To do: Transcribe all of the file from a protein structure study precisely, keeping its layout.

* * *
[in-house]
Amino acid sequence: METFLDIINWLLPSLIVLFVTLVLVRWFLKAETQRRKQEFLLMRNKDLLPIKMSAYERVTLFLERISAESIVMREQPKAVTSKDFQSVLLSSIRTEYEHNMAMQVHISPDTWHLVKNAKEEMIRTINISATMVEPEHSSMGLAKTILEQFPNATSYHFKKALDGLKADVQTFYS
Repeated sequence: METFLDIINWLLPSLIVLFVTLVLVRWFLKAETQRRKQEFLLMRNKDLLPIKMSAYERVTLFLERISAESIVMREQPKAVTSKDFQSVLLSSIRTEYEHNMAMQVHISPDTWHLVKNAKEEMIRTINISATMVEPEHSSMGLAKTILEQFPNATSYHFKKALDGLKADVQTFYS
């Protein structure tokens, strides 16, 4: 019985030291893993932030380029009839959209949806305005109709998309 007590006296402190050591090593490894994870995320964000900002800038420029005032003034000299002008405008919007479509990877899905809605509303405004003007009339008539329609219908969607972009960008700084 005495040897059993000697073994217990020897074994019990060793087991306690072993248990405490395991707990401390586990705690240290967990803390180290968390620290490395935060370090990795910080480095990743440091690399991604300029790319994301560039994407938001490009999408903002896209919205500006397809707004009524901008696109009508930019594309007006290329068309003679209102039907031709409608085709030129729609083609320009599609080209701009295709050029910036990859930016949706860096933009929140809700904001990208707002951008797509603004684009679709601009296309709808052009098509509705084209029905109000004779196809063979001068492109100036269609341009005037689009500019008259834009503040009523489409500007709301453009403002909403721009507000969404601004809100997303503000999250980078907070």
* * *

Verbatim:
[in-house]
Amino acid sequence: METFLDIINWLLPSLIVLFVTLVLVRWFLKAETQRRKQEFLLMRNKDLLPIKMSAYERVTLFLERISAESIVMREQPKAVTSKDFQSVLLSSIRTEYEHNMAMQVHISPDTWHLVKNAKEEMIRTINISATMVEPEHSSMGLAKTILEQFPNATSYHFKKALDGLKADVQTFYS
Repeated sequence: METFLDIINWLLPSLIVLFVTLVLVRWFLKAETQRRKQEFLLMRNKDLLPIKMSAYERVTLFLERISAESIVMREQPKAVTSKDFQSVLLSSIRTEYEHNMAMQVHISPDTWHLVKNAKEEMIRTINISATMVEPEHSSMGLAKTILEQFPNATSYHFKKALDGLKADVQTFYS
């Protein structure tokens, strides 16, 4: 019985030291893993932030380029009839959209949806305005109709998309 007590006296402190050591090593490894994870995320964000900002800038420029005032003034000299002008405008919007479509990877899905809605509303405004003007009339008539329609219908969607972009960008700084 005495040897059993000697073994217990020897074994019990060793087991306690072993248990405490395991707990401390586990705690240290967990803390180290968390620290490395935060370090990795910080480095990743440091690399991604300029790319994301560039994407938001490009999408903002896209919205500006397809707004009524901008696109009508930019594309007006290329068309003679209102039907031709409608085709030129729609083609320009599609080209701009295709050029910036990859930016949706860096933009929140809700904001990208707002951008797509603004684009679709601009296309709808052009098509509705084209029905109000004779196809063979001068492109100036269609341009005037689009500019008259834009503040009523489409500007709301453009403002909403721009507000969404601004809100997303503000999250980078907070």